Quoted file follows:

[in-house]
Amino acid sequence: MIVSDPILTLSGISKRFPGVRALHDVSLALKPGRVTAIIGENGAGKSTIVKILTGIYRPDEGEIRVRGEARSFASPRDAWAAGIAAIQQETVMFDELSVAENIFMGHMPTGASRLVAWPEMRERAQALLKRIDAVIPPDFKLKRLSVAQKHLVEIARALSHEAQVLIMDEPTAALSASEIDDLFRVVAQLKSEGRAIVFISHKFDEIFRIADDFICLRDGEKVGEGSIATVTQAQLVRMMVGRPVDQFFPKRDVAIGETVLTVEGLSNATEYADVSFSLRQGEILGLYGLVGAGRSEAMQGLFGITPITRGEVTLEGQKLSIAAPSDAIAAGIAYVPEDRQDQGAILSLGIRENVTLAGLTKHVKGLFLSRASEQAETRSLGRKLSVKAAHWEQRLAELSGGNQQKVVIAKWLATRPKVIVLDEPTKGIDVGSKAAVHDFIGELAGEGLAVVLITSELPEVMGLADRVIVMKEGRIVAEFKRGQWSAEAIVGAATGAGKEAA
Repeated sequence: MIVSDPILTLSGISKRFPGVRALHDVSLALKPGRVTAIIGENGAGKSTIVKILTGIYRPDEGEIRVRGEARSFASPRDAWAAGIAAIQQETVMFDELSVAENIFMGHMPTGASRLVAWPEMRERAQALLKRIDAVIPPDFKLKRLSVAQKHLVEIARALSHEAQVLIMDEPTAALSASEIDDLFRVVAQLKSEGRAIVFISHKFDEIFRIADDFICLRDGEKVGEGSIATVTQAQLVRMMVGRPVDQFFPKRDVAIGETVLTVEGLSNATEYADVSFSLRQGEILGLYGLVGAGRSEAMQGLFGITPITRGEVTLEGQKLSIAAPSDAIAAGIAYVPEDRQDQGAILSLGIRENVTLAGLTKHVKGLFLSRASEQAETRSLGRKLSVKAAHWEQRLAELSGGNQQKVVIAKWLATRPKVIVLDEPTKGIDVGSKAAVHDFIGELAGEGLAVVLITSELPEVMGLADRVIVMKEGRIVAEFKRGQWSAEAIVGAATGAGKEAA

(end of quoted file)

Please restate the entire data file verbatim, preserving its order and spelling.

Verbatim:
[in-house]
Amino acid sequence: MIVSDPILTLSGISKRFPGVRALHDVSLALKPGRVTAIIGENGAGKSTIVKILTGIYRPDEGEIRVRGEARSFASPRDAWAAGIAAIQQETVMFDELSVAENIFMGHMPTGASRLVAWPEMRERAQALLKRIDAVIPPDFKLKRLSVAQKHLVEIARALSHEAQVLIMDEPTAALSASEIDDLFRVVAQLKSEGRAIVFISHKFDEIFRIADDFICLRDGEKVGEGSIATVTQAQLVRMMVGRPVDQFFPKRDVAIGETVLTVEGLSNATEYADVSFSLRQGEILGLYGLVGAGRSEAMQGLFGITPITRGEVTLEGQKLSIAAPSDAIAAGIAYVPEDRQDQGAILSLGIRENVTLAGLTKHVKGLFLSRASEQAETRSLGRKLSVKAAHWEQRLAELSGGNQQKVVIAKWLATRPKVIVLDEPTKGIDVGSKAAVHDFIGELAGEGLAVVLITSELPEVMGLADRVIVMKEGRIVAEFKRGQWSAEAIVGAATGAGKEAA
Repeated sequence: MIVSDPILTLSGISKRFPGVRALHDVSLALKPGRVTAIIGENGAGKSTIVKILTGIYRPDEGEIRVRGEARSFASPRDAWAAGIAAIQQETVMFDELSVAENIFMGHMPTGASRLVAWPEMRERAQALLKRIDAVIPPDFKLKRLSVAQKHLVEIARALSHEAQVLIMDEPTAALSASEIDDLFRVVAQLKSEGRAIVFISHKFDEIFRIADDFICLRDGEKVGEGSIATVTQAQLVRMMVGRPVDQFFPKRDVAIGETVLTVEGLSNATEYADVSFSLRQGEILGLYGLVGAGRSEAMQGLFGITPITRGEVTLEGQKLSIAAPSDAIAAGIAYVPEDRQDQGAILSLGIRENVTLAGLTKHVKGLFLSRASEQAETRSLGRKLSVKAAHWEQRLAELSGGNQQKVVIAKWLATRPKVIVLDEPTKGIDVGSKAAVHDFIGELAGEGLAVVLITSELPEVMGLADRVIVMKEGRIVAEFKRGQWSAEAIVGAATGAGKEAA